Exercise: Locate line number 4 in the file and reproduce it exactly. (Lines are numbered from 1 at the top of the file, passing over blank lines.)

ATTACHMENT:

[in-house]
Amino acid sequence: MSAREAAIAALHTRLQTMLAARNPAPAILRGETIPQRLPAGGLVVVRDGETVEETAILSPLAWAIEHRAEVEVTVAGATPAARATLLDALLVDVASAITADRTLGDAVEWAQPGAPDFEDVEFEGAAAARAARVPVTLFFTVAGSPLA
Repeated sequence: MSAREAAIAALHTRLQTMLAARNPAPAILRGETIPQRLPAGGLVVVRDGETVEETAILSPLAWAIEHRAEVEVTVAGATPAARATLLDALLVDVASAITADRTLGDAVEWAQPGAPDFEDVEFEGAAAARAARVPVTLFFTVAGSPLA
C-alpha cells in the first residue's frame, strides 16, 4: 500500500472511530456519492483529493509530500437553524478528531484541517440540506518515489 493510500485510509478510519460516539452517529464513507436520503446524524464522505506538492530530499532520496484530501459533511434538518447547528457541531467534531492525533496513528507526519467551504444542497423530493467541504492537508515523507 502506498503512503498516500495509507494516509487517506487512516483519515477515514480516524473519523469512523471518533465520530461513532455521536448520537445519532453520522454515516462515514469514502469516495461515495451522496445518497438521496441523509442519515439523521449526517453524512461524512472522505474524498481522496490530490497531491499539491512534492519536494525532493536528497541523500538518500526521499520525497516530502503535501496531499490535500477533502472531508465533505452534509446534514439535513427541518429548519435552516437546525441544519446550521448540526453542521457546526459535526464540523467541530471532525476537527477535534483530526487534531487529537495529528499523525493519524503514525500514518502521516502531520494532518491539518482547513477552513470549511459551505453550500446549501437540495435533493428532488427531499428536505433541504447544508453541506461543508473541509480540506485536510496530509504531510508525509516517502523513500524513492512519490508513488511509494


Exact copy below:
C-alpha cells in the first residue's frame, strides 16, 4: 500500500472511530456519492483529493509530500437553524478528531484541517440540506518515489 493510500485510509478510519460516539452517529464513507436520503446524524464522505506538492530530499532520496484530501459533511434538518447547528457541531467534531492525533496513528507526519467551504444542497423530493467541504492537508515523507 502506498503512503498516500495509507494516509487517506487512516483519515477515514480516524473519523469512523471518533465520530461513532455521536448520537445519532453520522454515516462515514469514502469516495461515495451522496445518497438521496441523509442519515439523521449526517453524512461524512472522505474524498481522496490530490497531491499539491512534492519536494525532493536528497541523500538518500526521499520525497516530502503535501496531499490535500477533502472531508465533505452534509446534514439535513427541518429548519435552516437546525441544519446550521448540526453542521457546526459535526464540523467541530471532525476537527477535534483530526487534531487529537495529528499523525493519524503514525500514518502521516502531520494532518491539518482547513477552513470549511459551505453550500446549501437540495435533493428532488427531499428536505433541504447544508453541506461543508473541509480540506485536510496530509504531510508525509516517502523513500524513492512519490508513488511509494